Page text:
6 Personal Statement Do's and Don'ts

Use these tips to craft a persuasive letter in your medical school application.

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With this year's application cycle in full swing, aspiring premeds across the country will be aiming to submit their applications early. While many parts of the AMCAS (and other application systems) involve data entry and other finite tasks, the personal statement is often the least predictable part for students—and the one most likely to derail many submission timelines.

Why is the personal statement so challenging?

First, many students, particularly premeds, may not have enough writing experience under their belt from science-heavy undergraduate curricula. Second, a substantial number may not realize how much reflection and introspection it requires to prepare, edit, and polish a strong essay.

Admissions officers read hundreds of personal statements; your personal statement is your best shot at standing out from the general applicant pool. If your statement is viewed as typical, you can be pretty sure your essay won't be remembered when busy readers make recommendations for interview invitations at a future committee meeting.

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To help ease the uncertainty surrounding the personal statement, here are some do's and don'ts to follow.

1. DO make sure your statement addresses these two important points: your reason(s) for wanting to pursue medicine and your appeal as a candidate to medical schools. It is important to cover both these points; often, many statements only answer one of them (usually the first one). These types of statements risk getting lost in the shuffle with inundated admissions committees searching for those whose unique qualities shine through their application materials.

2. DON'T choose a subject matter simply because you think it will impress. Admissions officers have read it all: "I want to help people," "I want to make a difference," etc. They would prefer to read a much more personal story of learning and growth, regardless of the topic—though it's probably best to avoid controversial topics. You never know who will read your essay!

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3. DO broaden your list of potential essay themes. Believe it or not, this is your moment to be creative! This is not only the time to think outside the box, it's also the time to review certain aspects of your life, including your experiences (school or non-school related), motivations, and personal qualities.

You don't have to include all of these things, but organizing your thoughts into these categories will give you a better picture of your list of potential essay topics. You can also combine categories in formulating your topic.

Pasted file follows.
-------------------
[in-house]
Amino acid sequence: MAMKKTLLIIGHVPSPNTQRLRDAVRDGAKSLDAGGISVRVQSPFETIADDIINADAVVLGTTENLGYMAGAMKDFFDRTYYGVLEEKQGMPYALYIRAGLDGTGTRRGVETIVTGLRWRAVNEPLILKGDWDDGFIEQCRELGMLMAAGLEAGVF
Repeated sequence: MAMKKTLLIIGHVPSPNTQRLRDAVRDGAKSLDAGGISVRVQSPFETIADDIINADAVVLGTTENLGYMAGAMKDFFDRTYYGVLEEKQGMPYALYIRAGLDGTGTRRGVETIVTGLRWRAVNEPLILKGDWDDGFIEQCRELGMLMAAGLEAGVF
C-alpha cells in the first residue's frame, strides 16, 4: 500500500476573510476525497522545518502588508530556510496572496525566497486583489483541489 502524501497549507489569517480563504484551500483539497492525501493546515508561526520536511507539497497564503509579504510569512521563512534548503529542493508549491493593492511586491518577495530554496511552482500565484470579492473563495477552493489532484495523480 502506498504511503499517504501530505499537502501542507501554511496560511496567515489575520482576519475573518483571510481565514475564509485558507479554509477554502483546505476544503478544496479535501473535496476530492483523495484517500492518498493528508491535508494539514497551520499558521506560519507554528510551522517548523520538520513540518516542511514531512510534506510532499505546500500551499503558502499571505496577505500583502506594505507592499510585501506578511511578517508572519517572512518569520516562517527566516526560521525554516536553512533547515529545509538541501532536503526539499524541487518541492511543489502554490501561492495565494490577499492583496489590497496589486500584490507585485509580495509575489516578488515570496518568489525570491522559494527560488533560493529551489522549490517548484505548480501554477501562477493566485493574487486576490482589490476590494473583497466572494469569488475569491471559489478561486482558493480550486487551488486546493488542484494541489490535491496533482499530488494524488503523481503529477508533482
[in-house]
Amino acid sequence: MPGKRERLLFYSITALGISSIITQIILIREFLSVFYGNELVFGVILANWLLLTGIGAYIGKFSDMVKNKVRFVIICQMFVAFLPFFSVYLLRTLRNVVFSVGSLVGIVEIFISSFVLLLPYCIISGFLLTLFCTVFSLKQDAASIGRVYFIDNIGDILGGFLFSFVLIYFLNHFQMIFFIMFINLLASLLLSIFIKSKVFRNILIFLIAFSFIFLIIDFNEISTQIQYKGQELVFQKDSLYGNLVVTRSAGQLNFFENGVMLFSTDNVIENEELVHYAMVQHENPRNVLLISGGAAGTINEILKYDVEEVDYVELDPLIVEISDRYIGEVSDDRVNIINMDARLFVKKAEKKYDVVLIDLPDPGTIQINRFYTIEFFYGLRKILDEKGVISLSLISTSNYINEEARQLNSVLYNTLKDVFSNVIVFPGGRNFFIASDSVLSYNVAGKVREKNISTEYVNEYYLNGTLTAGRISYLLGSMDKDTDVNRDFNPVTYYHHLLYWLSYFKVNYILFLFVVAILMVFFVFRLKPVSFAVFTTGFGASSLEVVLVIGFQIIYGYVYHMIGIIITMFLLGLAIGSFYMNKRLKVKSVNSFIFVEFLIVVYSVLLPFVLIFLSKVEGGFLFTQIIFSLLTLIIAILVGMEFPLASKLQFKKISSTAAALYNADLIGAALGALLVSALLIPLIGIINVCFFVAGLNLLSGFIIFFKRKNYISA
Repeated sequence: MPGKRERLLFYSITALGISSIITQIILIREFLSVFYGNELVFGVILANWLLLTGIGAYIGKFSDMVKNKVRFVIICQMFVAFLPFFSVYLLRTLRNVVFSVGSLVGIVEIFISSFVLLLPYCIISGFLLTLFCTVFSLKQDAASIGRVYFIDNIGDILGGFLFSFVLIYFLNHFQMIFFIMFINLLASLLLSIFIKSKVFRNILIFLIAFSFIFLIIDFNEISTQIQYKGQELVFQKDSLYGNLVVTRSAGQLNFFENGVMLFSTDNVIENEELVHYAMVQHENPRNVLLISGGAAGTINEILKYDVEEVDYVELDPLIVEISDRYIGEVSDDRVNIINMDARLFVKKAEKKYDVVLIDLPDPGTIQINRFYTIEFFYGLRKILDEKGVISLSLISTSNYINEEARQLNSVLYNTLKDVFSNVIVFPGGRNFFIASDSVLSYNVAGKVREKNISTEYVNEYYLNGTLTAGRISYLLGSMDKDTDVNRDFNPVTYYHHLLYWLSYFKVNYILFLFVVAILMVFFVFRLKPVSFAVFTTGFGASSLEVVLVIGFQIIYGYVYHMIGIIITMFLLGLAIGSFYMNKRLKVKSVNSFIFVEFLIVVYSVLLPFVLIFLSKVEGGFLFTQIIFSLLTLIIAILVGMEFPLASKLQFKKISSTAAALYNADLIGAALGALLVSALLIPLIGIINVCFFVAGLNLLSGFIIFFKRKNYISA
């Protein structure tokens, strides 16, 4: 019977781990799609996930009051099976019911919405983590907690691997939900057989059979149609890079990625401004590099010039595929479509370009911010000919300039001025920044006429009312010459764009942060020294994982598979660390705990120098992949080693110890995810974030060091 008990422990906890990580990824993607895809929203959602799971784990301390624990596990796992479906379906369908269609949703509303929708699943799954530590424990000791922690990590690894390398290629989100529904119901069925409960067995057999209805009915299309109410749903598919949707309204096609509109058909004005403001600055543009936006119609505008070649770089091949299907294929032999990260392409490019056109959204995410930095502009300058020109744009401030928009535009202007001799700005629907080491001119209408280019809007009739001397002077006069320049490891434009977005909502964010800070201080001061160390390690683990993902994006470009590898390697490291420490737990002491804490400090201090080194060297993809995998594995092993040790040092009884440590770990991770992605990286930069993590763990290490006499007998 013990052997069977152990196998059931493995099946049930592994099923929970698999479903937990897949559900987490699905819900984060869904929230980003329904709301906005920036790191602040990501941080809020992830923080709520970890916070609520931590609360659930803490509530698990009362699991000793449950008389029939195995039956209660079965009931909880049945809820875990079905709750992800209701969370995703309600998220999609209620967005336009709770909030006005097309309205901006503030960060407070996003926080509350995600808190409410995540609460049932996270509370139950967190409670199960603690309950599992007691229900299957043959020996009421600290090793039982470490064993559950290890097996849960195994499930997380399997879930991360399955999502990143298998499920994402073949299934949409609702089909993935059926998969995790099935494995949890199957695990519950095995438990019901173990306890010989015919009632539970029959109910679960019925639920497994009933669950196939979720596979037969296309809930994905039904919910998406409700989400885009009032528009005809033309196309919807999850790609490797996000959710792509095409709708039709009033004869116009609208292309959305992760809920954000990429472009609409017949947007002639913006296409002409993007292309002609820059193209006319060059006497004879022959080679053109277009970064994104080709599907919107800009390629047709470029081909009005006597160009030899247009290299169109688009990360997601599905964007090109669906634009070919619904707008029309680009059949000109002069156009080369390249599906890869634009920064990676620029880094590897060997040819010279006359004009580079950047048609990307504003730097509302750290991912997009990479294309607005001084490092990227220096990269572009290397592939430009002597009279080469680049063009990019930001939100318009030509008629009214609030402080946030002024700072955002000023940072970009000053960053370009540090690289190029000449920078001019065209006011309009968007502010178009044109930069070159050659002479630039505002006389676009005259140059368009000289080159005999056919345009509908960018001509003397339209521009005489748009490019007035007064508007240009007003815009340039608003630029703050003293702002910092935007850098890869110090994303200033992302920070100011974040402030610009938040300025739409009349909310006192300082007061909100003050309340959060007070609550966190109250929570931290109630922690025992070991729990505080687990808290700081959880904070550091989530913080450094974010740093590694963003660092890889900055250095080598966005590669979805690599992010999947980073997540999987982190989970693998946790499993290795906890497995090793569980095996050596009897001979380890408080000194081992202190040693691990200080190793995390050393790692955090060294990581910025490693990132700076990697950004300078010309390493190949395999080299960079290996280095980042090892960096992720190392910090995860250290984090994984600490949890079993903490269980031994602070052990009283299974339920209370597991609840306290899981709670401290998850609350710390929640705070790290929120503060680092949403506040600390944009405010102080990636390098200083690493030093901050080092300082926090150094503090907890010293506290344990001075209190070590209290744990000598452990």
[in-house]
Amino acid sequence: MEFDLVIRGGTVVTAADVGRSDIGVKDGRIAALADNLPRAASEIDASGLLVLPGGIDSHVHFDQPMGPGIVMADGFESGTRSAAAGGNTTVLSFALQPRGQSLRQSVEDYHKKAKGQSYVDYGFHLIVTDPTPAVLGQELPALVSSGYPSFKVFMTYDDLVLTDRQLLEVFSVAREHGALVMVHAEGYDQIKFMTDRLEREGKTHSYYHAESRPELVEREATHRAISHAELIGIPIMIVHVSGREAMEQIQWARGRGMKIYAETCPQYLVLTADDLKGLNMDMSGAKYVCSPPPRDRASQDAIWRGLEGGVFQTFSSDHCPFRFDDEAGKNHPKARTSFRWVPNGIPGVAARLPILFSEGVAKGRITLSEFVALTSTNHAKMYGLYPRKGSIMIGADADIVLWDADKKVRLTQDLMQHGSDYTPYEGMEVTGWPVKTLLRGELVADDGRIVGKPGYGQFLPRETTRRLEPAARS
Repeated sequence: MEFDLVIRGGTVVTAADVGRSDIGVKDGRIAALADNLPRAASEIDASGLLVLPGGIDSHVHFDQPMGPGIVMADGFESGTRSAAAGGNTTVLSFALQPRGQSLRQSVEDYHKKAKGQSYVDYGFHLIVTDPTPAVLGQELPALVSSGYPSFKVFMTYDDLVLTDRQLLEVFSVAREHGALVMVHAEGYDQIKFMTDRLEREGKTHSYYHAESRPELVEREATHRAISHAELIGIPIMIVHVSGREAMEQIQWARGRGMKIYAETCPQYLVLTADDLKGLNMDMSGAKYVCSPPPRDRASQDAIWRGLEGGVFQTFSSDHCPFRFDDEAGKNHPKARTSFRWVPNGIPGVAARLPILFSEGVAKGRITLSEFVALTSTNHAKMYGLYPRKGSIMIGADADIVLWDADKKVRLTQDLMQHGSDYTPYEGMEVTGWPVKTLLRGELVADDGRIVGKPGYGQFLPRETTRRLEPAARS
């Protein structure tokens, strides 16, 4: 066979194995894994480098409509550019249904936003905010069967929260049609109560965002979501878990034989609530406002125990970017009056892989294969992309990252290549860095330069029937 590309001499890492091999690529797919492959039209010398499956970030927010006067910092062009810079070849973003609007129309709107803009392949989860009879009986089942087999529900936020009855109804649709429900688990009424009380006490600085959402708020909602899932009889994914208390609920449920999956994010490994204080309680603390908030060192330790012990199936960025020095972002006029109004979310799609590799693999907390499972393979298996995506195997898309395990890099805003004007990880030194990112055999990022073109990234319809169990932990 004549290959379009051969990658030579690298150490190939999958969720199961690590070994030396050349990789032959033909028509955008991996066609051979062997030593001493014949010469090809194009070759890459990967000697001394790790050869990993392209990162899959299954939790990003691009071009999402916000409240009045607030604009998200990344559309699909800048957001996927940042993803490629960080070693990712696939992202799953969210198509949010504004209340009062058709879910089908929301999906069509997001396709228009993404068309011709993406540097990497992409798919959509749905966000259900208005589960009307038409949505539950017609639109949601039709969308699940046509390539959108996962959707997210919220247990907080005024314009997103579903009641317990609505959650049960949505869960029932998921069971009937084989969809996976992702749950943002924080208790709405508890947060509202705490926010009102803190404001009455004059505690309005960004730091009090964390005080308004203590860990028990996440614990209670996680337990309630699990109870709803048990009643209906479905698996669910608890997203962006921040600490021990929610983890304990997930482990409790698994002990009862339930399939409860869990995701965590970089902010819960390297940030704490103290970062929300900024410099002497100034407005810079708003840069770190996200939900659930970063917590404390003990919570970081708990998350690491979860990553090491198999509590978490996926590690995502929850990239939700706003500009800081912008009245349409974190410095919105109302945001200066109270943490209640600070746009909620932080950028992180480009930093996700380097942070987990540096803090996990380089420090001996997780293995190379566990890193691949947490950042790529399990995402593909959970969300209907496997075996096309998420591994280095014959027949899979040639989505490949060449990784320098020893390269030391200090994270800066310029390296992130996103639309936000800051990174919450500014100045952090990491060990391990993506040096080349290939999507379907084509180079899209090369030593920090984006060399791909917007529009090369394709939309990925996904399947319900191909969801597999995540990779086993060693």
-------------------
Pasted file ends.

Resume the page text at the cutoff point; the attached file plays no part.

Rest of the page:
4. DON'T rehash your résumé or other parts of your application in your essay. All too often, the personal comments section quickly becomes a summary of accomplishments that are listed elsewhere in the application. Doing this could squander a potential opportunity to show another side of you not reflected in transcripts or recommendation letters.

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5. DO give yourself enough time. Because so many components are involved in composing a strong personal statement, it's important to start at least the first step—brainstorming—early on. Each year, a substantial number of applicants express some regret that they felt rushed to submit early and lost critical time in working on their statement; when they realize how much time it involves, it's often too late.

Give yourself enough time to write multiple drafts and have them read by others; remember that professors, premed advisers, and writing centers at schools might be very busy with others in the same boat this time of year. 

6. DON'T gloss over any potential red flags. If you have something on your record you think may raise questions when admissions committees review your files— a difficult semester, low science grades, or a gap in your educational history—it's important to use the personal statement as an avenue to address these issues.

The upside to this is that the personal statement is your chance to describe what lessons you learned from what happened. Sometimes, applicants who have been through unfortunate circumstances may be inclined to justify or defend what happened. Keep in mind that acknowledging mistakes and highlighting what you learned from them can have a profound effect on even otherwise marginal applications.

Ibrahim Busnaina, M.D. is a graduate of the University of Pennsylvania School of Medicine and coauthor of "Examkrackers' How To Get Into Medical School." He has been consulting with prospective medical school applicants, with a special focus on minority and other nontraditional candidates, since 2006.